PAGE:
The Dec. 12 general elections in Britain were a victory for world reaction, reinforcing the racist 2016 vote to leave the European Union.
In April UK Prime Minister Theresa May and her Conservative government were forced to apologize for the racist persecution of Caribbean-born citizens.
On June 16, Labour Party Member of Parliament Jo Cox was murdered by a neo-Nazi. Cox was murdered for opposing the rising reactionary tendency in European politics.
Workshop Talks columnist Htun Lin looks at the world situation from the massacre of LGBTQ people in Orlando to the murder of Jo Cox in Britain to Brexit and to how workers are reacting, suggesting that there is no exit from global capitalism without international labor solidarity.
With Britain’s vote to leave the European Union, the Far Right has been emboldened worldwide. As the economic and social crisis deepens, so does the brutality, while the Right seeks scapegoats for the results of capitalism’s objective laws, which only have force as long as humanity’s struggle to be free is not yet complete. The only solid ground for opposing this latest stage of reactionary retrogression is that of revolution in permanence.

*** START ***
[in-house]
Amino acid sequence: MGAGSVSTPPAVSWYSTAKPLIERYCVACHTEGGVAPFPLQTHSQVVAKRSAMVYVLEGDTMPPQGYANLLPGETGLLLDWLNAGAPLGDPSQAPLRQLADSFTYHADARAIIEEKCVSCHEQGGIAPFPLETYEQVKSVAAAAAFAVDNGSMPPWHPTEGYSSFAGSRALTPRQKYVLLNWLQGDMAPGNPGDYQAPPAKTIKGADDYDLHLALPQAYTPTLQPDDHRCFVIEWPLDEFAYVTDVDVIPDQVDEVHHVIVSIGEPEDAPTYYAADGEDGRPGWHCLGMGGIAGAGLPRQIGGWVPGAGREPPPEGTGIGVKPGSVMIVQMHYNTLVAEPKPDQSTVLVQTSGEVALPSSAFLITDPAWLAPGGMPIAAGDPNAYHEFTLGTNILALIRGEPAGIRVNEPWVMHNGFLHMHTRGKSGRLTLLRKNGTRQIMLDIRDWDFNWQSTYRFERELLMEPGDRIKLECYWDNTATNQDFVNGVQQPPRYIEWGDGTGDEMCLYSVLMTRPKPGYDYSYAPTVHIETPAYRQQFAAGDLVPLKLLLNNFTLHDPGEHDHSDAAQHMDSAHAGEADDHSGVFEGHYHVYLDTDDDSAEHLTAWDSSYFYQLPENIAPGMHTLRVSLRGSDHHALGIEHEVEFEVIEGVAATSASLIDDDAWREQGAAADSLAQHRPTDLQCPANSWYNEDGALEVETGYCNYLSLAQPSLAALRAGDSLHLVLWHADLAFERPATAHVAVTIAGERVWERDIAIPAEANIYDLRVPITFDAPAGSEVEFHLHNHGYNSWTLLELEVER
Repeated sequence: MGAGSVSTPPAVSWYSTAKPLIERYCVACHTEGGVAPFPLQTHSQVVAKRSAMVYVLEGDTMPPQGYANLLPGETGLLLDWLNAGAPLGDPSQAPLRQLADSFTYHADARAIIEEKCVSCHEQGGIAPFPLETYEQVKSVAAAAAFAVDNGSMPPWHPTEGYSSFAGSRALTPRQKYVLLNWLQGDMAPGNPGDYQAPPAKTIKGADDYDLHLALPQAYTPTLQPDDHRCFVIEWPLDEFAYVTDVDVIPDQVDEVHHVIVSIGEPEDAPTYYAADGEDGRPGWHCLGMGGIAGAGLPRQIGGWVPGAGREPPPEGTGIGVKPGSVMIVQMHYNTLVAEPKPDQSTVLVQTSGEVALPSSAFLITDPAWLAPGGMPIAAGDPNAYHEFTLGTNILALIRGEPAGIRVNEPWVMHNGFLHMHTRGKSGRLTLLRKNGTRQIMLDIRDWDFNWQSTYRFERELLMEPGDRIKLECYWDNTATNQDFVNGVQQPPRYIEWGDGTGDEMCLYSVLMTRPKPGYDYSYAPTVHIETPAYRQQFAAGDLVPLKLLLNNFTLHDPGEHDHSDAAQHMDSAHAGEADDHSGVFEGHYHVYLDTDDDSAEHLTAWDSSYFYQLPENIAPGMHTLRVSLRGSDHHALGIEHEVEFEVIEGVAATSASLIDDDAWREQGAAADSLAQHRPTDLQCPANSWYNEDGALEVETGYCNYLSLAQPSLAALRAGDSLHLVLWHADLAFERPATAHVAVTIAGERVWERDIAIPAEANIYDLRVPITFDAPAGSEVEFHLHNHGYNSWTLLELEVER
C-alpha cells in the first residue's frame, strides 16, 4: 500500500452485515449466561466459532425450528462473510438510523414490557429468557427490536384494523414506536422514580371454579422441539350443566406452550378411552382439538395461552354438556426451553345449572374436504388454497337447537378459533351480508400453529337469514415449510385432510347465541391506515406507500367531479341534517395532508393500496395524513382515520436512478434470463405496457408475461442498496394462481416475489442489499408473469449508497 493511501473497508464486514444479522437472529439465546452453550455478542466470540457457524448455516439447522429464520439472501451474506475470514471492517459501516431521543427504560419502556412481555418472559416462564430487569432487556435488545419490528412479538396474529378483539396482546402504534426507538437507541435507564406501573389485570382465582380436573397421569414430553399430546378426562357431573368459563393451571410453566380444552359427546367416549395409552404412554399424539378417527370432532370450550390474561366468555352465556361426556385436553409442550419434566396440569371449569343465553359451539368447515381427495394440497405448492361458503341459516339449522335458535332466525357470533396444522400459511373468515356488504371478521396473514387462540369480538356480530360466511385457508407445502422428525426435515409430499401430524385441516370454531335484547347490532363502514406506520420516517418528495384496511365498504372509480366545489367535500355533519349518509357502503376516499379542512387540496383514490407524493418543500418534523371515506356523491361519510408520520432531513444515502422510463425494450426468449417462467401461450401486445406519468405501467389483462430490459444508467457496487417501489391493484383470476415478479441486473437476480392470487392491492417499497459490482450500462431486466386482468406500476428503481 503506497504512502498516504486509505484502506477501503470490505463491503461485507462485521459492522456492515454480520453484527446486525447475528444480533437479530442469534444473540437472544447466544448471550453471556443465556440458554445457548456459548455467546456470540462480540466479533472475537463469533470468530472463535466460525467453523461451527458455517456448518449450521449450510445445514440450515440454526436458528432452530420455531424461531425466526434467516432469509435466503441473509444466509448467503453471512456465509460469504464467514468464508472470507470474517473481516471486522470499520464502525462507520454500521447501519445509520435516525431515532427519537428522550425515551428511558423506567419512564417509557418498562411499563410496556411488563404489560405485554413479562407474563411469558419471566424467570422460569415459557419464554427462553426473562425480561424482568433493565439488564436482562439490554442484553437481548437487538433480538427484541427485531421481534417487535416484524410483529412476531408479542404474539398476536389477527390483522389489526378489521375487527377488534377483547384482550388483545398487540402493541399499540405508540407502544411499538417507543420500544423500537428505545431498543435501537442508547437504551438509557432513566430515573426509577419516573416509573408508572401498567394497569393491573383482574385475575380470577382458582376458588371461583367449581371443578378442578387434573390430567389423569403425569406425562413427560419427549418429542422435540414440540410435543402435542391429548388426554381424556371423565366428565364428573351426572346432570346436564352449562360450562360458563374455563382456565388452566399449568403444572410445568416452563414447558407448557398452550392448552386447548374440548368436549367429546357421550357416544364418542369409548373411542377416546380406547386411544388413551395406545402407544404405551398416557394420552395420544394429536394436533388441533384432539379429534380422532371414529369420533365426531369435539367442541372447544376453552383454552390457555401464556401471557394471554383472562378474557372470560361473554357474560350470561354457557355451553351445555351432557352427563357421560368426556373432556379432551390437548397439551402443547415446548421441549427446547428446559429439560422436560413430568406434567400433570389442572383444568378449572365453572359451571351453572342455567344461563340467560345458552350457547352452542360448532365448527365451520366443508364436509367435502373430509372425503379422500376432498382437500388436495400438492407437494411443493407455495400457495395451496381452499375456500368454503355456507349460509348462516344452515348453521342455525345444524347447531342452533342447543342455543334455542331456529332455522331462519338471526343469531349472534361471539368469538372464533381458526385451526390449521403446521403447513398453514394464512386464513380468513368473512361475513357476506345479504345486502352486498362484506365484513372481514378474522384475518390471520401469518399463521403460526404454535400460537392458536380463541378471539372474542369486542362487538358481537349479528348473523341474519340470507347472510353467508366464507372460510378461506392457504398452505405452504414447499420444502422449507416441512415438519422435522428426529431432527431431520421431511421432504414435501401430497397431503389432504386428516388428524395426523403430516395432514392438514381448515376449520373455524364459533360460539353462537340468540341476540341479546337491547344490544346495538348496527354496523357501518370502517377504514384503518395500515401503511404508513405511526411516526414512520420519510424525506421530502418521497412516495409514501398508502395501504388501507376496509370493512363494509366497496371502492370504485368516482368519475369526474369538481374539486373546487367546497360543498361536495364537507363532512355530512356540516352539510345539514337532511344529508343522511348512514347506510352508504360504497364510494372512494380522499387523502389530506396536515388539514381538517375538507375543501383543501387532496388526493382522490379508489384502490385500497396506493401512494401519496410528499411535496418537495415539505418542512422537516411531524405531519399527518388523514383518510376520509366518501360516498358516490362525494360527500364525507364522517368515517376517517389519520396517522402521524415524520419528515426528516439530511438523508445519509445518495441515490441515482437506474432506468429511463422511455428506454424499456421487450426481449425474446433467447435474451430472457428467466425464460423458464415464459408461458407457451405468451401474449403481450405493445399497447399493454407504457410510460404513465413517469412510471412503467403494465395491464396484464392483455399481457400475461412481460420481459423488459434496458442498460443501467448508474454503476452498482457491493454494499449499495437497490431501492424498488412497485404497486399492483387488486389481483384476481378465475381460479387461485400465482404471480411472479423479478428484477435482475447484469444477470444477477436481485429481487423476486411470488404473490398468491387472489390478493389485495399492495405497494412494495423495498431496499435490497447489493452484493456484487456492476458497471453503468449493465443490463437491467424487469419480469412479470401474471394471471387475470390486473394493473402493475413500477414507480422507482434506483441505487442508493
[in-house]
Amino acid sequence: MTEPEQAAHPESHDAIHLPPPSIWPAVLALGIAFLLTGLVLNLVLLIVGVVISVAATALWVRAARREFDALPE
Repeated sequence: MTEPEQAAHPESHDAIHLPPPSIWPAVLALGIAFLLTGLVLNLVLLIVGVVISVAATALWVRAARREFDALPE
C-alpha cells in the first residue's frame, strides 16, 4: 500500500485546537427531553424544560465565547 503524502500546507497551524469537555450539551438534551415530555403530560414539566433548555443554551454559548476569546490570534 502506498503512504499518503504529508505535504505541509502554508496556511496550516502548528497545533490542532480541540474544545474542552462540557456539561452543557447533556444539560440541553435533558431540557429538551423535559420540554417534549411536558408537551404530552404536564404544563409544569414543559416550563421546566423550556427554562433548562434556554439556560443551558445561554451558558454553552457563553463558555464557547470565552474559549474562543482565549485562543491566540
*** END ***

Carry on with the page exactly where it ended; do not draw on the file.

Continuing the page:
It’s been dubbed a “political earthquake” that has struck the heart of the European Parliament. Yet this surprising victory for the right—where Britain’s own United Kingdom Independence Party (UKIP) made unprecedented electoral gains–signifies not merely disillusionment with mainstream politics, but growing intolerance across Europe.
London, England–They gathered openly, in the streets, in the hundreds. They shouted. They cheered. Flags were waved, music was played. Yet this was not just another Belfast parade in the name of Republican pride. Far from death being a solemn occasion, the demise of British Prime Minister Margaret Thatcher, the so-called “Iron Lady,” was a [=>]
London, England—The leader of the opposition, Ed Miliband, was heckled on Oct. 20 at a mass demonstration here against austerity cuts.
The Labour Party leader had addressed the crowd to garner support for his stand against the ruling coalition of the Liberal Democratic and Conservative parties. Mr. Miliband claimed the government’s cutbacks were “too far and [=>]
by Gerry Emmett
The killing of 24-year-old Mark Duggan by London police on Aug. 6 set off the largest urban rebellion in Britain in decades. The situation was made worse by police lies that Duggan had pointed a gun at them, and by their rude, smirking response to family and community members who came to the [=>]